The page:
Every Arizonan with a car has at least one unique thing that sets them apart — their license plate.

But instead of sticking with the standard Grand Canyon State design, Arizonans spent $11.2 million this past year decking out their vehicles with specialty plates, according to the Arizona Department of Transportation.

ADOT has seen that revenue jump about 22% in the last five years, from $8.7 million in fiscal 2015 to $11.2 million in fiscal 2019, which ended on June 30.

But the plates are about more than just expressing yourself — a portion of the revenue from each of these plates goes to various charitable causes.

The system is set up to provide $17 of the $25 initial application fee to the charitable organization that’s connected with the specialty plate of choice, which varies from supporting first responders groups, Special Olympics, breast cancer research, hunger relief, university scholarships and many others. It’s all part of a state law passed by the Legislature in 1989, ADOT says.

“Raising more than $11 million in the last fiscal year proves Arizonans are both generous and eager to support great causes and organizations they believe in,” said Eric Jorgensen, director of ADOT’s motor vehicle division.

What are the most popular specialty plates?

ADOT records show that 89,206 veterans specialty plates were purchased or renewed during the last fiscal year, bringing in more than $1.5 million. It’s the second year in a row that the plate, which requires you to either be a veteran or an immediate relative of a veteran to purchase, was the most popular in the state.

Here are some of the other most popular specialty plates in the state.

Appreciating those in uniform

ADOT saw 39,711 plates representing first responders purchased or renewed, totaling $675,000 in revenue. A portion of the money will be going to the 100 Club of Arizona, which works to provide financial assistance to first responders’ families and resources to “enhance their safety and welfare,” the organization’s website says.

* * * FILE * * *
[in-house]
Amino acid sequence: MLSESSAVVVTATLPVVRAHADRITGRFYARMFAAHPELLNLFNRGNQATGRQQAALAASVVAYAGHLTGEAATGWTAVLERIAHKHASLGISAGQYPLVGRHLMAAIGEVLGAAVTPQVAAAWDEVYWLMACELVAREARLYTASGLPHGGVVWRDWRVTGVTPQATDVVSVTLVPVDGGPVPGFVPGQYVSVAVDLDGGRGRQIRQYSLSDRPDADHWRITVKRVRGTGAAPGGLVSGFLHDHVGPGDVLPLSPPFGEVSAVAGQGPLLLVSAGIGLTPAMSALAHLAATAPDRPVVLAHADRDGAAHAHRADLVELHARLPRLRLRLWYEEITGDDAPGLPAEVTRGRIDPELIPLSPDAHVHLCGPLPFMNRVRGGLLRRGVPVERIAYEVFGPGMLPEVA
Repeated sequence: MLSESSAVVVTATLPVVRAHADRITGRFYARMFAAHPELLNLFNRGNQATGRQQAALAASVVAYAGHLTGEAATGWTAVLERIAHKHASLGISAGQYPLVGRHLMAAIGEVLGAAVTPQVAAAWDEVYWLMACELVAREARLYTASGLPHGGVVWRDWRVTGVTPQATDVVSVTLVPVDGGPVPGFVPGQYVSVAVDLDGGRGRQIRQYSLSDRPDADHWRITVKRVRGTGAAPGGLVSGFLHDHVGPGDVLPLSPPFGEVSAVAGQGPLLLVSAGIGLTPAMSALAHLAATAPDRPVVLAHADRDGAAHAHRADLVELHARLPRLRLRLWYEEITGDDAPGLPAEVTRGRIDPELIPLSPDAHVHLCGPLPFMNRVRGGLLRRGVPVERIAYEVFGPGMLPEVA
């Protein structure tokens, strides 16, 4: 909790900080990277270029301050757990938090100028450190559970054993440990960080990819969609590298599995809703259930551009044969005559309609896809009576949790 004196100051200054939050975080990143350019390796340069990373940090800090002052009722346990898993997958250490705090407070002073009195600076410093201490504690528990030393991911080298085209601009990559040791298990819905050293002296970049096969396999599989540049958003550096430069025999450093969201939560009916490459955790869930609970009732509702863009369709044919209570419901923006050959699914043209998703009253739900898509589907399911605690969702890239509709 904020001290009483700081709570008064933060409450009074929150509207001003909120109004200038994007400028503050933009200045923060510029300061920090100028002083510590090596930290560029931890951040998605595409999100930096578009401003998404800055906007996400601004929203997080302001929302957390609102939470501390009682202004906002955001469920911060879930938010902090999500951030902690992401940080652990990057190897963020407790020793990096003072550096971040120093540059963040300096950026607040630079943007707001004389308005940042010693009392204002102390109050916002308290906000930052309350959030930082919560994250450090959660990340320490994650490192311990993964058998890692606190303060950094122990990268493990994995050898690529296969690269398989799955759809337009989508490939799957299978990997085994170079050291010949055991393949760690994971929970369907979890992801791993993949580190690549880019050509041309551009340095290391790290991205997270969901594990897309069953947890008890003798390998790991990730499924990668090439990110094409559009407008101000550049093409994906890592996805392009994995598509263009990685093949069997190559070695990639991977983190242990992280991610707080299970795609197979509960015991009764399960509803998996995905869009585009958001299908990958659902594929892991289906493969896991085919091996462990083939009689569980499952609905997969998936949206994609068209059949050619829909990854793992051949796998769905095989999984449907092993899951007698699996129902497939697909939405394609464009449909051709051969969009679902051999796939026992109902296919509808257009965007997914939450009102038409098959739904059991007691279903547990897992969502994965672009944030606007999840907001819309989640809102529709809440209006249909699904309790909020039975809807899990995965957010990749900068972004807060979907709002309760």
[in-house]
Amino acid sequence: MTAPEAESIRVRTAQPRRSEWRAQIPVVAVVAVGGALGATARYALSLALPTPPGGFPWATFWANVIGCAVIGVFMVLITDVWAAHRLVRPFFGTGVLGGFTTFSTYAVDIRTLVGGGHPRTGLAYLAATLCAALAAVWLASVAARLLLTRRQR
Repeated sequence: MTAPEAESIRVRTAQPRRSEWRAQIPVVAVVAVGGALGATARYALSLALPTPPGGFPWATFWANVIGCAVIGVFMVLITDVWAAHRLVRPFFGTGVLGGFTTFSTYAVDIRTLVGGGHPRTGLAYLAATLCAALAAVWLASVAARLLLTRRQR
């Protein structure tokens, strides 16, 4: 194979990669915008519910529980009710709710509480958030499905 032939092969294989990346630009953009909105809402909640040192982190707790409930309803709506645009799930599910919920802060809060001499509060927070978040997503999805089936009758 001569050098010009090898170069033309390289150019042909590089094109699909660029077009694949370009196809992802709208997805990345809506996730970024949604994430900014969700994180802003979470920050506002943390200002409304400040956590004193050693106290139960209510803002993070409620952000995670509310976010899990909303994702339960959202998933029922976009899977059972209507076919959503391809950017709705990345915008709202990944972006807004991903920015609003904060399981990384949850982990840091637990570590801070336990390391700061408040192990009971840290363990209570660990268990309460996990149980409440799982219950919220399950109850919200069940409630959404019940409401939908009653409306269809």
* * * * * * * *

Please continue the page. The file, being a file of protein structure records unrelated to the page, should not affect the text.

Also popular is Arizonan’s support of military members, with 35,512 military license plates. A portion of the $603,704 in revenue from the plates goes to the Department of Veterans Services.

The Arizona Department of Public Safety will receive a portion of $222,394 after 13,082 vehicles were on the roads representing fallen law enforcement officers. The money will help the department support families after they’ve lost a loved one in the line of duty.


The love remains for the Arizona Cardinals, even after a 3-13 record last year.

There were 61,346 Cardinal-style plates in the state, raising just over $1 million in revenue. A portion of the money will go to Arizona Cardinals Charities, according to ADOT records.

If the Territorial Cup between the state’s two largest universities extended to license plates, it might resemble last year’s football result.

Arizona State University plates totaled 23,745, a 2,569-plate lead over the University of Arizona’s 21,176. But who’s counting?

Love for the roads

Arizonans continue to represent the highways, while on the highways. There are 31,141 vehicles with the Arizona Highways plate, which shows various saguaro cacti with a perfect backdrop of an Arizona sunset — a seemingly enhanced version of the standard Arizona plate. The $529,397 in revenue from those plates help support Arizona Highways Magazine.

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ADOT recorded 13,833 vehicles sporting the historic Route 66 plate, totaling $231,161 in revenue. The money helps the Historic Route 66 Association of Arizona, which works to preserve and promote the historic route.

Down the Road

I-10 signal project at Wilmot, Kolb, Rita roads: The final installation of a signal system at the Wilmot, Kolb and Rita roads interchanges begins on Monday.

Personnel will start at Wilmot Road then move to Kolb and Rita roads. The project should be complete by early fall at the latest, ADOT said.

Motorists should expect delays and alternating lane restrictions.

Valencia Road improvement project: Motorists should expect a shift in traffic to the eastbound lanes of Valencia Road from Wade Road to Ajo Way beginning Monday.

Crews will be working to improve the road and walkways in the area from 6:30 a.m. to 4:30 p.m. The work resumes at the same time on Tuesday.

Houghton Road shoulder improvement project: Construction crews will add shoulders and work on improving the pavement on Houghton Road from south of Andrada Polytechnic High School south to Andrada Road. Motorists should expect heavy delays during the ongoing project from 8:30 a.m. to 3:30 p.m.

Wilmot Road or Wentworth Road can be used as alternates leading to Interstate 10.

Contact Star reporter Shaq Davis at 573-4218 or sdavis@tucson.com

On Twitter: @ShaqDavis1


Shaq is a public safety reporter and the Road Runner columnist, keeping readers up to date on transportation news. In 2017, he started as an apprentice and later worked part-time until graduating from the UA and being offered a full-time position in 2018.